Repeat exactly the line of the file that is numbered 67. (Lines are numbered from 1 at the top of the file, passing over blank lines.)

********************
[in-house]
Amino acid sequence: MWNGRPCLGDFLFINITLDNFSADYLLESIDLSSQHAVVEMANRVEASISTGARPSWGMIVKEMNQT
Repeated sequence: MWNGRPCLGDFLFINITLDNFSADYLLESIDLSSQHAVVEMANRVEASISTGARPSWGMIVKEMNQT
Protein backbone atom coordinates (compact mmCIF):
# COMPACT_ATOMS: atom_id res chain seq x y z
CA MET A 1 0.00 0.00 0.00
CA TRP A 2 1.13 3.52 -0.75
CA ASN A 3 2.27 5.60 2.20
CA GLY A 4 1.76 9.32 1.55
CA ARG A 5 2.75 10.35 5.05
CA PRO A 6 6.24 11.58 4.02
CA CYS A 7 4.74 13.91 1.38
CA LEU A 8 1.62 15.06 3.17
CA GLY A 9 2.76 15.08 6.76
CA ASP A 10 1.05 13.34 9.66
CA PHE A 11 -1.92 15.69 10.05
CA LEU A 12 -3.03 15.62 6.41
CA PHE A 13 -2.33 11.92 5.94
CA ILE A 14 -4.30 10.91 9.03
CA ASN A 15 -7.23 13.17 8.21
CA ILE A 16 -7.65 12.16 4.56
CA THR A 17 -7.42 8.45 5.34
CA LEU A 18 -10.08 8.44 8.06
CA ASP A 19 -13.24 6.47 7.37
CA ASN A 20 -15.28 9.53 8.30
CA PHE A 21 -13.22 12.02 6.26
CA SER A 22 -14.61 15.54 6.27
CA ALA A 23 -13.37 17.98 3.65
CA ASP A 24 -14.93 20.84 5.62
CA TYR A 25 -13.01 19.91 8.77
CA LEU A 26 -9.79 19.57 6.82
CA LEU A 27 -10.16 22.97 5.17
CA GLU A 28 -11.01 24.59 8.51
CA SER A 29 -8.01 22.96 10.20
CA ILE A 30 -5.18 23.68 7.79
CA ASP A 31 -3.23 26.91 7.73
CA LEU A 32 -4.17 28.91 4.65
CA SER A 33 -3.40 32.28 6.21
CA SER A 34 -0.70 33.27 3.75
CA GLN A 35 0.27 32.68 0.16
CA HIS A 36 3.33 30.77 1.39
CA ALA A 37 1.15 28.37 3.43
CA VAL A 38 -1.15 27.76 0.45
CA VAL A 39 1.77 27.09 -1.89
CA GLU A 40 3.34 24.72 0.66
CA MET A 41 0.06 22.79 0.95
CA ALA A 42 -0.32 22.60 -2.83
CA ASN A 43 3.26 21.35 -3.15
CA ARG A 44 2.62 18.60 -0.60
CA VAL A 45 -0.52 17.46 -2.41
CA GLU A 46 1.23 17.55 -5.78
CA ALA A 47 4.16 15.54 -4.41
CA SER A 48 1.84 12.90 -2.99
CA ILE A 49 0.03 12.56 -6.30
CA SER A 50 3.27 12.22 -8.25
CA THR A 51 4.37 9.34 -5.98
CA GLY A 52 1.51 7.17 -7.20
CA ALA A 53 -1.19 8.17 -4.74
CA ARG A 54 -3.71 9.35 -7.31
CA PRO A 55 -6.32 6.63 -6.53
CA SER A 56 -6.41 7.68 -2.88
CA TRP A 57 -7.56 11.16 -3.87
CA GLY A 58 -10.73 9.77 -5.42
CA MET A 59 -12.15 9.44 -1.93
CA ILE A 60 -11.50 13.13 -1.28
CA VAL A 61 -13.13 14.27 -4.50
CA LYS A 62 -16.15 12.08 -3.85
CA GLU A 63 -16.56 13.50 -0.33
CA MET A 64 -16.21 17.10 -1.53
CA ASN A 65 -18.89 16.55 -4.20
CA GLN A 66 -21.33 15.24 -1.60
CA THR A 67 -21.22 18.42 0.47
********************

CA LYS A 62 -16.15 12.08 -3.85